"I want the meanest, toughest, son-of-a-you-know-what I can find in that role," said Pastor Robert Jeffress, a Dallas megachurch pastor and staunch Trump ally. "And I think that's where many evangelicals are."
But others say Trump is misusing religion for political purposes
Other Christians, however, call Trump's symbolic expressions of Christianity antithetical to the actual tenets of the faith. Jesus, after all, said blessed are the peacemakers.
In his 9 years as a bishop, Gregory Brewer told CNN he can't recall ever accusing someone of blasphemy. Then came Trump's photo op at St. John's.
"If you believe the Scripture is inspired by God and you misuse Scripture, that is a crime against God," Brewer said.
Ironically, minutes earlier in a Rose Garden speech, Trump had accused the protesters themselves of "crimes against God."
The day after he visited St. John's, Trump visited another religious site. With first lady Melania Trump, the President posed for photos in front of the John Paul II National Shrine in Washington.
It was unclear why the President was there. The shrine said the White House told them Trump would sign an executive order on religious freedom, but that plan was scrapped. Trump later signed it at the White House.
A White House official told CNN on background that the President's visit was to commemorate the 41st anniversary of St. John Paul II's pilgrimage to Poland. But neither the president nor anyone else at the shrine made mention of the anniversary.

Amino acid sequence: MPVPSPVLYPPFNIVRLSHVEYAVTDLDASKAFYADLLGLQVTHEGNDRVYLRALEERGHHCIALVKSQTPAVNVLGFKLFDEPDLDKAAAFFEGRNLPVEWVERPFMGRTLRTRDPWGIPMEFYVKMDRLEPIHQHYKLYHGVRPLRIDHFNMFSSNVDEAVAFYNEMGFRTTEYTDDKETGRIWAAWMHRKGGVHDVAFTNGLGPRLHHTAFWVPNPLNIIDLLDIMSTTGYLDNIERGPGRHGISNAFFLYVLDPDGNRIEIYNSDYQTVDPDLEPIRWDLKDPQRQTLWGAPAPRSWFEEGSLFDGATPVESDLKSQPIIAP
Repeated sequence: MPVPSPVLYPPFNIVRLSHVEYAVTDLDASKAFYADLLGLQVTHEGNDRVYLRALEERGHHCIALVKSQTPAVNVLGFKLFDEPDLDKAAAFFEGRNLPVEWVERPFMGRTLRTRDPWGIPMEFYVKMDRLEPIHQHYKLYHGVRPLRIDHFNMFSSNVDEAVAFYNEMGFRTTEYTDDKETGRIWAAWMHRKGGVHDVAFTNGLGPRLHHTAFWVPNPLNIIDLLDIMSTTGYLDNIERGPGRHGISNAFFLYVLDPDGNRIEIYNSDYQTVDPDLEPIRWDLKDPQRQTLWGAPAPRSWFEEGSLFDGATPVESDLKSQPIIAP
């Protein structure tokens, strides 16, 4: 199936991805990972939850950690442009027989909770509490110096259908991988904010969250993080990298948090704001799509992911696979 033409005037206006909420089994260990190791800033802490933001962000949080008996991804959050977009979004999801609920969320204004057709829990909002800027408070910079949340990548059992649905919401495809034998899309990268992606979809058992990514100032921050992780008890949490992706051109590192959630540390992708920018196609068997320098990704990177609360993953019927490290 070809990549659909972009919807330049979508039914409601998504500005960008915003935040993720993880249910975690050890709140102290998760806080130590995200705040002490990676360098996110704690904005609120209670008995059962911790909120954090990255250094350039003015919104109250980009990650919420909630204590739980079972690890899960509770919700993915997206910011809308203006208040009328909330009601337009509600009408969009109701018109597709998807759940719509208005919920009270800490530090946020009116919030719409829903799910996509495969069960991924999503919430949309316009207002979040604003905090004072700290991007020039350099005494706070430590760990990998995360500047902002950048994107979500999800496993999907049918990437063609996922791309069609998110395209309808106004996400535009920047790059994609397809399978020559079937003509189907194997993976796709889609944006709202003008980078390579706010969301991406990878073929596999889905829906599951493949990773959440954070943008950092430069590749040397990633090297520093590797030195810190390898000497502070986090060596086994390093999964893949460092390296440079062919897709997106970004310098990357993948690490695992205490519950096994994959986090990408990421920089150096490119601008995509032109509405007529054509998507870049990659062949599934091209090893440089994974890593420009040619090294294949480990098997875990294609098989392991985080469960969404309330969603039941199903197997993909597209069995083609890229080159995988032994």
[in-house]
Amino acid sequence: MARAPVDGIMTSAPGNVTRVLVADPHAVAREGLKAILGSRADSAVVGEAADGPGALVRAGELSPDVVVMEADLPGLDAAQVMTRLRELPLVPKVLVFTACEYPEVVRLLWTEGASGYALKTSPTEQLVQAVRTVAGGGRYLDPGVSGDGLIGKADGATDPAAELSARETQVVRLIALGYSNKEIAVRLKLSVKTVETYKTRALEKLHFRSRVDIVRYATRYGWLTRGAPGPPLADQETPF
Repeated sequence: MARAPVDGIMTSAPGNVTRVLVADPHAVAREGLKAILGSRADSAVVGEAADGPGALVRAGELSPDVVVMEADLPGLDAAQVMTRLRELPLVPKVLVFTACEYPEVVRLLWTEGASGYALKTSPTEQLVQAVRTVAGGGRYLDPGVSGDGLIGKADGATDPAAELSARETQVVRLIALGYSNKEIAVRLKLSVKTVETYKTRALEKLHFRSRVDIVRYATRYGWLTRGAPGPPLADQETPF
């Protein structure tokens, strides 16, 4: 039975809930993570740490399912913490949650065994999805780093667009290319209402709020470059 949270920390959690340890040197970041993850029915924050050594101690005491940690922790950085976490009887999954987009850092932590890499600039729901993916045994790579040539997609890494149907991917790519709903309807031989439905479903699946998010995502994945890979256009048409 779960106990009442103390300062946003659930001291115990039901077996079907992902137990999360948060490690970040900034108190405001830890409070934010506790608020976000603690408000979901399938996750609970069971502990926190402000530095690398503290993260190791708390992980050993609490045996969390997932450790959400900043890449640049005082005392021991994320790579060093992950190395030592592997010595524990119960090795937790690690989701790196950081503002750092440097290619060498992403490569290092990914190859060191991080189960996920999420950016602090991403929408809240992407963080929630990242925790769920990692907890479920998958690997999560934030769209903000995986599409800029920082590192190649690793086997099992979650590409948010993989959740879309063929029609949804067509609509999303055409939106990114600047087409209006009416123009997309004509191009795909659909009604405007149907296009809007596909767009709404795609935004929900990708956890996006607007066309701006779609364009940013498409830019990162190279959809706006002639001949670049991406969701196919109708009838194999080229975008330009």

Instead, it appeared that Trump again was using a religious backdrop, in this case a large statue of Pope John Paul II, for a photo op.
Washington's Catholic leader, Archbishop Wilton Gregory, blasted Trump and the shrine.
"I find it baffling and reprehensible that any Catholic facility would allow it self to be so egregiously misused and manipulated in a fashion that violates our religious principles," Gregory said in a statement. Gregory is African American and a strong voice on racial relations, but he is not flamethrower. And it is extremely usual for the Archbishop of Washington to criticize the president so harshly.
A warning for modern-day Christians
As another Catholic bishop noted, the gospel read at Masses around the world on Tuesday contained a sharp warning about religious hypocrisy and secular power.
"As Trump visits the St. John Paul II National Shrine today, I hope someone proclaims today's Gospel (Mark 12:13-17) where Herodians and Pharisees are called out for their hypocrisy," tweeted Bishop John Stowe of Lexington, Kentucky.
Brewer, the Episcopal bishop, said the Scripture reading also contains a warning for Christians today.
Asked if Jews should pay taxes to Caesar, Jesus said they should give Caesar what is his, but render onto God what belongs to God.
"Jesus is saying: Be careful -- another power is trying to claim your allegiance," Brewer told CNN. "It's a situation that nearly every generation of Christians has had to face."
Trump's photo-op poses another question for American Christians: Do they want a president who brandishes the Bible like a weapon, or one who actually reads it?